In the opening credit sequence of Into the Wild, Sean Penn’s 2007 adaptation of the John Krakauer book about a young man who gives up all his possessions to live in the Alaskan wilderness, that young man—played by Emile Hirsch, wide-eyed and half-prepared—treks up the snowy mountain where he’ll hunt, scavenge, brace against the elements, and eventually die. While he climbs, a simmering Eddie Vedder song swells: “I’ve got this light,” Vedder growls, “and the will to show/I will always be better than before.”
A little over a year ago, Cole Bennett, the 27-year-old music video director, sat down to watch this scene and was struck by inspiration. “It feels like this big feat, this big moment,” he says, lounging on the patio of Soho House in West Hollywood. This is a few days before the release of All Is Yellow, a compilation album credited to Lyrical Lemonade, the music blog Bennett founded in high school, which has since unfurled into a multimedia and live promotion company. Bennett and a pair of friends are inconspicuous among the wealthy, well-dressed crowd, save for the black hats with “ALBUM” emblazoned across the fronts in bright white letters.
The Vedder/Hirsch ascent, Bennett goes on, was more than a metaphor: it was an emotional and sonic blueprint for the way he wanted the Lyrical Lemonade album to begin. “I need Sheck Wes shouting shit!” he remembers thinking. But also: “I need it to feel beautiful! Then there needs to be a buildup—and then the beat needs to drop a minute into the song, and we need Ski Mask [the Slump God] to come in and come crazy! And then there needs to be a wild bridge. Then I need J.I.D. on it!” What Bennett is describing is exactly what came to pass on “Fly Away,” All Is Yellow’s grandiose opening song. The latest in a string of records patterned on the slow-building dynamics of Meek Mill’s now-classic “Dreams and Nightmares,” it’s staked on tension and release: ornate until it’s animal, considered and then instinctive.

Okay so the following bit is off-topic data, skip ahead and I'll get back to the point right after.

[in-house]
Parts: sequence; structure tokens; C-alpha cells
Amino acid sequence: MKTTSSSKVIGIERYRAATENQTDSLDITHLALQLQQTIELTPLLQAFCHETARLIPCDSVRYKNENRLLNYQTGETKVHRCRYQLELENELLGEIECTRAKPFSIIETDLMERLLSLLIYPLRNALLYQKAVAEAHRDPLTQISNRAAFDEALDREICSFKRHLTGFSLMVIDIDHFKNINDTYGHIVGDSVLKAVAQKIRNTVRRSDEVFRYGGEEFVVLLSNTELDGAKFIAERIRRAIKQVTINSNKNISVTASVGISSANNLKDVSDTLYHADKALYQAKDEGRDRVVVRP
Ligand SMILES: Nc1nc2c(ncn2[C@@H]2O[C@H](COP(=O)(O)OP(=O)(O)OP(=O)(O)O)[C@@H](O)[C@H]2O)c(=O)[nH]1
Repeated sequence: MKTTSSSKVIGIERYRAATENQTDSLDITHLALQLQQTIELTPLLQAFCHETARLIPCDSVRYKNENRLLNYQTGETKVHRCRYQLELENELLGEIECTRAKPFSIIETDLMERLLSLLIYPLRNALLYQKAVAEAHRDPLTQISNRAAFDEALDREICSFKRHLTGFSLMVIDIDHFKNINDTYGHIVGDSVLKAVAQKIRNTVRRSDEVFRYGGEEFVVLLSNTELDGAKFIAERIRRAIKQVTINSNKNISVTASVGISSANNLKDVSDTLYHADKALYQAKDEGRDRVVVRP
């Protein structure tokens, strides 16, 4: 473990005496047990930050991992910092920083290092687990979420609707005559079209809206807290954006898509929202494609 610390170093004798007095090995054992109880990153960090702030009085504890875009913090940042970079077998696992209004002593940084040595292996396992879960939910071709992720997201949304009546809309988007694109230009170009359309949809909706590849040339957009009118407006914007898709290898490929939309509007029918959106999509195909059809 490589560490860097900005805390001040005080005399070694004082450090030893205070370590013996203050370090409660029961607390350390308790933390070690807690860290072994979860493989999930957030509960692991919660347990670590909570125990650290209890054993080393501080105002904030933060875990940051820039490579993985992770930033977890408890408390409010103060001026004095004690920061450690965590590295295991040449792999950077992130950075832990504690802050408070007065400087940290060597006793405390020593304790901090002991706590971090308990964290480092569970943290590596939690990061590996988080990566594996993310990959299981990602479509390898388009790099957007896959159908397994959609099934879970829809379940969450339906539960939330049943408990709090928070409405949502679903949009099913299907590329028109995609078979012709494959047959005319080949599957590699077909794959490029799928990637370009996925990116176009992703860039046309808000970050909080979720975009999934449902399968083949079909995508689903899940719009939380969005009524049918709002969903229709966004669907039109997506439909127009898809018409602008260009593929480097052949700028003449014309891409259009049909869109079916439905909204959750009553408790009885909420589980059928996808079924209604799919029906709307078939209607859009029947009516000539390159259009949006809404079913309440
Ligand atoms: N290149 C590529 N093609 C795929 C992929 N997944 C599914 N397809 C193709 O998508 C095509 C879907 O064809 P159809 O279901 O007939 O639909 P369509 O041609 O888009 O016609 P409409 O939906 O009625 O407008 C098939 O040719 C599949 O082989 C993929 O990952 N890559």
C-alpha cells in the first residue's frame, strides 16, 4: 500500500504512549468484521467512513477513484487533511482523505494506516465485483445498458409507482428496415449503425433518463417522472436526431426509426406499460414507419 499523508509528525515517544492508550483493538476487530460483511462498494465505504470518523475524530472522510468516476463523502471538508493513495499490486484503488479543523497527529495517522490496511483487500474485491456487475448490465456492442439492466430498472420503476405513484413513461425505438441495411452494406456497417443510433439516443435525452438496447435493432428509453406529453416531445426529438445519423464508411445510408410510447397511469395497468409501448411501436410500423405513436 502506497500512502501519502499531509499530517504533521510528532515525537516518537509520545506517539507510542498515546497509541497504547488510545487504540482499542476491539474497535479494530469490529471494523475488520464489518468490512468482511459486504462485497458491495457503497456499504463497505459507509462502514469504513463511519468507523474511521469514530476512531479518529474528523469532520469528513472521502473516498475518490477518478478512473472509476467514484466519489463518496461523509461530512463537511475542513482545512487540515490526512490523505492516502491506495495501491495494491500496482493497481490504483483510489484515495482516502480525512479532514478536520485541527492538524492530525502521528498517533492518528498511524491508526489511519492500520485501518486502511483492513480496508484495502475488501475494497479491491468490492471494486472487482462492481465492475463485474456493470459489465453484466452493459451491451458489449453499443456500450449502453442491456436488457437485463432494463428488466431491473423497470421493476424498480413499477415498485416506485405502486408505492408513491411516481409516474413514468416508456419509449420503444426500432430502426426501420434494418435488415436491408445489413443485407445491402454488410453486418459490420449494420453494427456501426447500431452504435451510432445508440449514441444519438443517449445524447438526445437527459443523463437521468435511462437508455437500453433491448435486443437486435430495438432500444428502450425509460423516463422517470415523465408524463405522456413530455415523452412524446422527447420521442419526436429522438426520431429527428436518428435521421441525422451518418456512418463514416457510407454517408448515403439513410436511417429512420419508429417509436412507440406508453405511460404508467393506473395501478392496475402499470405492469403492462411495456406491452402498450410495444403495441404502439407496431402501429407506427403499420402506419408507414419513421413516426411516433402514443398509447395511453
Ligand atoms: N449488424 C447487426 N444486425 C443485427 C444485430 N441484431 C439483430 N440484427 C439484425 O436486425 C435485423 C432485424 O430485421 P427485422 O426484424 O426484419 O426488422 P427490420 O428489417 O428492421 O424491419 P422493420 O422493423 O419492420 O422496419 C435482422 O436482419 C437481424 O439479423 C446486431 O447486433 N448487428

“All these ideas came together so purely,” Bennett says of the rappers and structural tics he knew he wanted to comprise “Fly Away.” While this may be true, the process of putting together All Is Yellow was endlessly complex and required him to call in some favors and trade others, leverage Def Jam’s money and infrastructural know-how and, presumably, coordinate a collection of iCal pages as complex as the Dead Sea Scrolls. All told, 34 rappers and singers appear on the LP, with nearly as many producers contributing work behind the boards. It’s a compilation album that Bennett was determined would defy the popular image of one—that of spare parts slapped together, obligation the only discernible throughline.
In discussing the record, Bennett is remarkably evenhanded. He is, of course, in salesman mode; custom hats aside, this is someone who parlayed a music obsession and a digital camera into a central role in one of the definitive hip-hop movements of the 2010s, to say nothing of the reach and profitability that Lyrical Lemonade and his live events have garnered, all without rapping or producing himself. But he also confesses that, in trying to wrap what he refers to as the “visual album”—videos for half of the 14 tracks have been released, with the other seven coming—he let linger some transitional hiccups that he now believes could have been ironed out, and he’s not wholly satisfied with the final sequencing.